Sustainability is first and foremost about endurance. I know the road ahead requires the steady pace of a marathon runner and I’m glad I’ve got the shoes for it!
Today while getting out on my bike between bouts of rain, I rode past a woman who was balancing on a ladder about 9 feet off the ground trimming some long branches in front of her home. Between her shoulder and ear she held a cell phone and carried on a conversation while stretching toward a renegade branch. Efficient, some may say; others might add that she had mastered multi-tasking but to me, this was just another example of how technology has limited our ability to be where we are.
Technology and our addiction to being connected hasn’t really made us more connected at all. iPods do what their name says, they put you in your own pod and allow you to disengage with the world around you. iPhones are just like iPods in that they remove you from experiencing where you’re at, but they allow you to Tweet about the experience, even though its limited because you are clicking a little touch screen instead of simply being where you are.
It seems to me that we are communicating less with each other and reporting more about what’s up in our pods (in 140 characters or less). As I write these words it doesn’t escape my notice that I am also guilty of the very behavior that I point out. Perhaps its time to set aside my wandering iRant and be where I’m at for awhile.
Tomorrow I start a part time job after 6 months of looking. I have an opportunity to implement green practices and energy efficiency into low income housing. A challenge that will require multi-tasking but also focus, collaboration and effective communication. Instead of writing about my lack of participation I will begin to participate again. My self appointed role of observer of the game must take the backseat for awhile; I’ve been called into the game and although I didn’t make the rules, I know I will make a difference.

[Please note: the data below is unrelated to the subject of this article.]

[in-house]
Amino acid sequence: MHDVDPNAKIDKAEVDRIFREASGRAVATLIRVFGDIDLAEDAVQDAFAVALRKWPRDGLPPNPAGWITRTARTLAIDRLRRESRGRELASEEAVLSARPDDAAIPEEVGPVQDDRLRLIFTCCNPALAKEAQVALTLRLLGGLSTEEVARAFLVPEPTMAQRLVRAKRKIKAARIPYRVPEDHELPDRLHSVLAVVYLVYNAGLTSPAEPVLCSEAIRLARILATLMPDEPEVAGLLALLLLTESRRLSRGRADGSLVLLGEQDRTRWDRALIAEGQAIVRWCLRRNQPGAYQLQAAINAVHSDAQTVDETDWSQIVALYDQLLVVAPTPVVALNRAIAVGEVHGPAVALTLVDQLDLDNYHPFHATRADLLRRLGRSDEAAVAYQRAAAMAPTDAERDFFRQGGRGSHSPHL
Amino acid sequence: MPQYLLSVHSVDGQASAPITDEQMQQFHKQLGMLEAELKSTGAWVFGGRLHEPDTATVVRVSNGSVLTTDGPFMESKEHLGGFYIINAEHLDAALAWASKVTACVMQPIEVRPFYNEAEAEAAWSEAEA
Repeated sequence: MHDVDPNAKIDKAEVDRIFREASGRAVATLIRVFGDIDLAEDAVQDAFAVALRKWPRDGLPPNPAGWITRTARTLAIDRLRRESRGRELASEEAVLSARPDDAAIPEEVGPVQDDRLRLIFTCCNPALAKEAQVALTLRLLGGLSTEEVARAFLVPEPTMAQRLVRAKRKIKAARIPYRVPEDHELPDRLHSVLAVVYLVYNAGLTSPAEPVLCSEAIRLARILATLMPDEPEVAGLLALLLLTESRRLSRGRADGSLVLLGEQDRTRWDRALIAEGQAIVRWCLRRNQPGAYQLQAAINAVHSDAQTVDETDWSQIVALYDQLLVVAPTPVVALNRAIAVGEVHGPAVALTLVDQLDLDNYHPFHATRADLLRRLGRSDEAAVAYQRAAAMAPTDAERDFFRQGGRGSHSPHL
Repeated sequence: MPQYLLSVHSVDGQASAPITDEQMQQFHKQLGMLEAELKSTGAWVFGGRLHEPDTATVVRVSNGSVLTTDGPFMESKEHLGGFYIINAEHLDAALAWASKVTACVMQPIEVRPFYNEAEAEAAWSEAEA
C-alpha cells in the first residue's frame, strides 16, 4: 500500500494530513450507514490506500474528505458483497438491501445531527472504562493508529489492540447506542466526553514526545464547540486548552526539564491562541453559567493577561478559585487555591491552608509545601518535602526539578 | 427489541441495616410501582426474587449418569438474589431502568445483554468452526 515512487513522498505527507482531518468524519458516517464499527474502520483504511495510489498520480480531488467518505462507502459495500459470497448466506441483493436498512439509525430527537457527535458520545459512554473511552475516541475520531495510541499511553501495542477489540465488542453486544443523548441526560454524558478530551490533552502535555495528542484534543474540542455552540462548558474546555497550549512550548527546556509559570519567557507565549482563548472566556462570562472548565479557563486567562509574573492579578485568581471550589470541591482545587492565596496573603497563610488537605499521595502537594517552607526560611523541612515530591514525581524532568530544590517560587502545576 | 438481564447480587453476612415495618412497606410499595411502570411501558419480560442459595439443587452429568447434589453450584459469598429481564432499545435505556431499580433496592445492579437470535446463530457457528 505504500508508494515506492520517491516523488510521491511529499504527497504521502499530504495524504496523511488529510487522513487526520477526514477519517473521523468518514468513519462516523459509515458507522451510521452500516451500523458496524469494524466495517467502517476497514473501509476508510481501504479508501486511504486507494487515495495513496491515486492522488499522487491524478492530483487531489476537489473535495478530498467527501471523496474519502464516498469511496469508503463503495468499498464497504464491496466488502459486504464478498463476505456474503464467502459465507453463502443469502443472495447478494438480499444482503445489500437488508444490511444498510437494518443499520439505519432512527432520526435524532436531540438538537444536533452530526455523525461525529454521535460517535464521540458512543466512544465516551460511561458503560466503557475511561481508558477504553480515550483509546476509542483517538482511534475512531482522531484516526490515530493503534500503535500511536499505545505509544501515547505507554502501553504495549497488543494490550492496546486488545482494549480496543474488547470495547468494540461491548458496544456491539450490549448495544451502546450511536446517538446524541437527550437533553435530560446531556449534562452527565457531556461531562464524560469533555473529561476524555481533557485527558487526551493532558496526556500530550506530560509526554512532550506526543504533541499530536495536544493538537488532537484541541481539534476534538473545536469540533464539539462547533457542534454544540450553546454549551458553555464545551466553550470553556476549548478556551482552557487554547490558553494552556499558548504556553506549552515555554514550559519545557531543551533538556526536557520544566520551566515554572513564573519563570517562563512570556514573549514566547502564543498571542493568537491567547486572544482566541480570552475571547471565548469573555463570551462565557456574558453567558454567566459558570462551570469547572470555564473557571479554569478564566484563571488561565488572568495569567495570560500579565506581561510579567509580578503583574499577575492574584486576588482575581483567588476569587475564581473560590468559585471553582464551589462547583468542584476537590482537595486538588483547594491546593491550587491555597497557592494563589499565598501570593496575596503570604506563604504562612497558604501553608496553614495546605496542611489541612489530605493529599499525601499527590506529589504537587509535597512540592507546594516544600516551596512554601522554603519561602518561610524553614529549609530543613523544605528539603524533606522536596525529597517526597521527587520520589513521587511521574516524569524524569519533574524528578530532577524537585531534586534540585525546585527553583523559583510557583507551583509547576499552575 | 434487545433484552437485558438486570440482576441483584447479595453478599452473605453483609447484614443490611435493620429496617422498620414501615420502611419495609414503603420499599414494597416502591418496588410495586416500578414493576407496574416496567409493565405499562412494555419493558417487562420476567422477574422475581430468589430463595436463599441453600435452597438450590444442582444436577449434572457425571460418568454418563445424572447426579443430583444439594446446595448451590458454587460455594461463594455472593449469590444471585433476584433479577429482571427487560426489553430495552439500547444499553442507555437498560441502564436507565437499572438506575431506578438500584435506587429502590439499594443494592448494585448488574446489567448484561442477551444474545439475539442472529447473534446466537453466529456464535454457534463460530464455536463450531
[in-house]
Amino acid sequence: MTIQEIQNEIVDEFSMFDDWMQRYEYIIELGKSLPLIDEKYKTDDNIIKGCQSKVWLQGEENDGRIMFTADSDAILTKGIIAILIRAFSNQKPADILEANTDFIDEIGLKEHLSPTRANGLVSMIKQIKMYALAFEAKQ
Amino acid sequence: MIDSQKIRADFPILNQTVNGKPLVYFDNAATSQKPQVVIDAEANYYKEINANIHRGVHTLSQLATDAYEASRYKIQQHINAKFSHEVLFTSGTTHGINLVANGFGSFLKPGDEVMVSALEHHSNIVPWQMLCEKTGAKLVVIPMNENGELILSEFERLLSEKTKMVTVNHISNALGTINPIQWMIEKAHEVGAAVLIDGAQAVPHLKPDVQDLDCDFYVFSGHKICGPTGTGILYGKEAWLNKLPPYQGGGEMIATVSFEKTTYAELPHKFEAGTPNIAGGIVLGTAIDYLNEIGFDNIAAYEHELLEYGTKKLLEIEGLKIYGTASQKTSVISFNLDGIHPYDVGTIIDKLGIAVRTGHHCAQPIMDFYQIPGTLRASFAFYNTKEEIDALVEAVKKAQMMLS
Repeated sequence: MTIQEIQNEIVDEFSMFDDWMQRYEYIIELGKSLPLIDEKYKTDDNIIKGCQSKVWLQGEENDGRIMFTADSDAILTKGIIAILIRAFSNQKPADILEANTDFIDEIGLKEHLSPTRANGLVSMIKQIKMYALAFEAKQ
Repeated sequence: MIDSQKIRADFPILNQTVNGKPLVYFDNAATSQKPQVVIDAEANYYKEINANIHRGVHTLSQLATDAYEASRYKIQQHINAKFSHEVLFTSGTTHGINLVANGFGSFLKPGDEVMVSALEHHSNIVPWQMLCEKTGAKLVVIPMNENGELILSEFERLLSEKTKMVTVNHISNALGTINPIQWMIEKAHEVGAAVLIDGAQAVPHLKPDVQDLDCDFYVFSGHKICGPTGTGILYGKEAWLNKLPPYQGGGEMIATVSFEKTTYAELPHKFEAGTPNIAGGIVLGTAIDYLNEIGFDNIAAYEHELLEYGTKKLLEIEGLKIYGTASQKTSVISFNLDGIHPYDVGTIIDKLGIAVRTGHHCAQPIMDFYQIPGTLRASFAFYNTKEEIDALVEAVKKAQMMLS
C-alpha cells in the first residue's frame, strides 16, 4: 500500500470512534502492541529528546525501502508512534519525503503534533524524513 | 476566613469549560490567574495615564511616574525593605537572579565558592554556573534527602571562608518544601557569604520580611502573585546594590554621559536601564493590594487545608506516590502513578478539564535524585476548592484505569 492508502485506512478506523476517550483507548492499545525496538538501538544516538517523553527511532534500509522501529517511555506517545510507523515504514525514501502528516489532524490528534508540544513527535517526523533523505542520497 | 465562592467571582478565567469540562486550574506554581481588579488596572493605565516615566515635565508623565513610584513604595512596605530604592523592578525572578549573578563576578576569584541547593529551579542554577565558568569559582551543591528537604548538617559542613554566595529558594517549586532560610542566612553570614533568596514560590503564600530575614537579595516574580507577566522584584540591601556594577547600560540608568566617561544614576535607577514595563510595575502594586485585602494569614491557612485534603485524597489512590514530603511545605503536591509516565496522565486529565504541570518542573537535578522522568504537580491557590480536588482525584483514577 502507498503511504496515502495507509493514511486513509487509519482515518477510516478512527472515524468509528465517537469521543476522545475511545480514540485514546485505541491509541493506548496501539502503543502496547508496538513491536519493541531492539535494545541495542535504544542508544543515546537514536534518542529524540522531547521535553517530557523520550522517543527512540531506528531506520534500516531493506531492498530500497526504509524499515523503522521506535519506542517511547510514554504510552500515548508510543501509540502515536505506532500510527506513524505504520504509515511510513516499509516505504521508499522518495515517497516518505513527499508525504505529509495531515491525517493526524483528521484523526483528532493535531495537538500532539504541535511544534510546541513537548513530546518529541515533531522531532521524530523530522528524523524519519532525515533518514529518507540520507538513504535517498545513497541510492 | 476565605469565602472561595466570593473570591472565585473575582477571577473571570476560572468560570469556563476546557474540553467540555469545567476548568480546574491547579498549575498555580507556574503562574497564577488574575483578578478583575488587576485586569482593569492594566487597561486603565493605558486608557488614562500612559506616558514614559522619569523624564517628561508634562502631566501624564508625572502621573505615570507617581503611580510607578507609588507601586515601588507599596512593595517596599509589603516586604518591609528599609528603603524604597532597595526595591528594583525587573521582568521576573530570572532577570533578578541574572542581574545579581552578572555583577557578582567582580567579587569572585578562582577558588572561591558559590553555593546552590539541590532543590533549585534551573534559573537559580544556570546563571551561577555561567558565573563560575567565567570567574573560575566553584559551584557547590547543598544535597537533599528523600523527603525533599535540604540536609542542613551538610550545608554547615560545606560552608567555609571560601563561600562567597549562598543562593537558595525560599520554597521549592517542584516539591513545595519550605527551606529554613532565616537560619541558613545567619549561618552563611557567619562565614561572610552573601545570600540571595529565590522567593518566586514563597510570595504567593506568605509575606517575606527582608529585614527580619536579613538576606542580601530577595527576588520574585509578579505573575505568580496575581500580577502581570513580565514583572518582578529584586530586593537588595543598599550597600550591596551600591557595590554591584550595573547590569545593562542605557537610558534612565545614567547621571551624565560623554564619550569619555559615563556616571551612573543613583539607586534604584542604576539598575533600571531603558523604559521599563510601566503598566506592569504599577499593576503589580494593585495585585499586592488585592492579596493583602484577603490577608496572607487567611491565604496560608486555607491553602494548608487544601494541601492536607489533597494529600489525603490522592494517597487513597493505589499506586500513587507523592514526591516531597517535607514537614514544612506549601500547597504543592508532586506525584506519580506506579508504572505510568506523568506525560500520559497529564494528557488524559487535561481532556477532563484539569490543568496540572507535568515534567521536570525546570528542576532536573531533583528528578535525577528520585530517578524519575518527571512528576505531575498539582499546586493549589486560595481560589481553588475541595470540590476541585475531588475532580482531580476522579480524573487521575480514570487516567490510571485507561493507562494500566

Walking in the rain on the way to volunteer at my city’s climate action project, I strode warm and dry under my polypropylene and Gortex. I wondered what it would be like to live in a walkable community where our consumer culture feasted on good rain gear and bicycle fenders instead of Xbox’s? The car has certainly carried us far away from what was once our primary mode of transportation. It’s carbon consequences are now being discussed, negotiated, argued and refuted in Copenhagen this week.
Our President’s message from across the Atlantic was: It’s better to act than to talk. I couldn’t agree more, but do-able solutions like an aggressive tax on carbon, higher fuel prices and curbing consumption through stronger mandates bring with it a conservative backlash that invokes political paralysis back home. The ability to act by the legislative branch of our country causes eyes to roll across the globe.
We live in a world where clean tech companies and environmental entrepreneurs are muted by lobbyists for the biggest carbon emitters. Innovators are creating technologies like man made carbon filtering trees resembling giant fly-swatters that are designed to suck carbon out of the atmosphere and sequester it underground. One would think that public funding for this type of venture would be readily available in a culture that has no desire to change its behavior toward driving.
As long as the actions taken amount to more talking, then perhaps ideas such as adding lithium to water as a worldwide suicide prevention strategy is the solution to keep the masses mellowed and lulled into silence. Aldous Huxley’s Brave New World provides a glimpse of that terrifying future where people like me who still walk in the rain and run errands on the bike would be considered savages.